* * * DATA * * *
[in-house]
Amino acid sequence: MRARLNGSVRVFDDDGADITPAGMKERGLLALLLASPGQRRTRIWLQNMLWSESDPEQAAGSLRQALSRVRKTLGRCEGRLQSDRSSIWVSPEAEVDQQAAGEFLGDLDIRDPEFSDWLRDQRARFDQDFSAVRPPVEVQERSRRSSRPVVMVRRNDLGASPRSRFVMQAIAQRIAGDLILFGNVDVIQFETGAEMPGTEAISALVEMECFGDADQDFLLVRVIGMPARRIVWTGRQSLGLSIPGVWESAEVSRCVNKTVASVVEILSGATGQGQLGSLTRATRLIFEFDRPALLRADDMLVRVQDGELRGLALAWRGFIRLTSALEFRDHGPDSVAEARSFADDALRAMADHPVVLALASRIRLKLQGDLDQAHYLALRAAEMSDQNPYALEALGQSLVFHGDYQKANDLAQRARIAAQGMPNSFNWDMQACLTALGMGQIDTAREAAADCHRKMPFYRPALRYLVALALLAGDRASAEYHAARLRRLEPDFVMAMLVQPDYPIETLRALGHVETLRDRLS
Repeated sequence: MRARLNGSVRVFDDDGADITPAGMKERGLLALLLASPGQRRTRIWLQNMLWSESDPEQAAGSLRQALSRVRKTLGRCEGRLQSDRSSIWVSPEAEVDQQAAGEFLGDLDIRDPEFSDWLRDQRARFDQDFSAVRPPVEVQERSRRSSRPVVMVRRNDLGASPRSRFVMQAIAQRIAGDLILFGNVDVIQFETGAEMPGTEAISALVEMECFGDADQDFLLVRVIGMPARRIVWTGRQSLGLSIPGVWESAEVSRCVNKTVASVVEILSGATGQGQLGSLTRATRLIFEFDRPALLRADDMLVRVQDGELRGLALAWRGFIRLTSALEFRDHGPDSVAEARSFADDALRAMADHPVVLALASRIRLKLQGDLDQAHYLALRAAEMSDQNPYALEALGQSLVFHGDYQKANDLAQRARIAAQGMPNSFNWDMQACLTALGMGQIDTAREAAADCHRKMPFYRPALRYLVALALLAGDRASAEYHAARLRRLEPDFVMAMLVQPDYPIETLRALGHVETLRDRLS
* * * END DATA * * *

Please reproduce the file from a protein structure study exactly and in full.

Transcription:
[in-house]
Amino acid sequence: MRARLNGSVRVFDDDGADITPAGMKERGLLALLLASPGQRRTRIWLQNMLWSESDPEQAAGSLRQALSRVRKTLGRCEGRLQSDRSSIWVSPEAEVDQQAAGEFLGDLDIRDPEFSDWLRDQRARFDQDFSAVRPPVEVQERSRRSSRPVVMVRRNDLGASPRSRFVMQAIAQRIAGDLILFGNVDVIQFETGAEMPGTEAISALVEMECFGDADQDFLLVRVIGMPARRIVWTGRQSLGLSIPGVWESAEVSRCVNKTVASVVEILSGATGQGQLGSLTRATRLIFEFDRPALLRADDMLVRVQDGELRGLALAWRGFIRLTSALEFRDHGPDSVAEARSFADDALRAMADHPVVLALASRIRLKLQGDLDQAHYLALRAAEMSDQNPYALEALGQSLVFHGDYQKANDLAQRARIAAQGMPNSFNWDMQACLTALGMGQIDTAREAAADCHRKMPFYRPALRYLVALALLAGDRASAEYHAARLRRLEPDFVMAMLVQPDYPIETLRALGHVETLRDRLS
Repeated sequence: MRARLNGSVRVFDDDGADITPAGMKERGLLALLLASPGQRRTRIWLQNMLWSESDPEQAAGSLRQALSRVRKTLGRCEGRLQSDRSSIWVSPEAEVDQQAAGEFLGDLDIRDPEFSDWLRDQRARFDQDFSAVRPPVEVQERSRRSSRPVVMVRRNDLGASPRSRFVMQAIAQRIAGDLILFGNVDVIQFETGAEMPGTEAISALVEMECFGDADQDFLLVRVIGMPARRIVWTGRQSLGLSIPGVWESAEVSRCVNKTVASVVEILSGATGQGQLGSLTRATRLIFEFDRPALLRADDMLVRVQDGELRGLALAWRGFIRLTSALEFRDHGPDSVAEARSFADDALRAMADHPVVLALASRIRLKLQGDLDQAHYLALRAAEMSDQNPYALEALGQSLVFHGDYQKANDLAQRARIAAQGMPNSFNWDMQACLTALGMGQIDTAREAAADCHRKMPFYRPALRYLVALALLAGDRASAEYHAARLRRLEPDFVMAMLVQPDYPIETLRALGHVETLRDRLS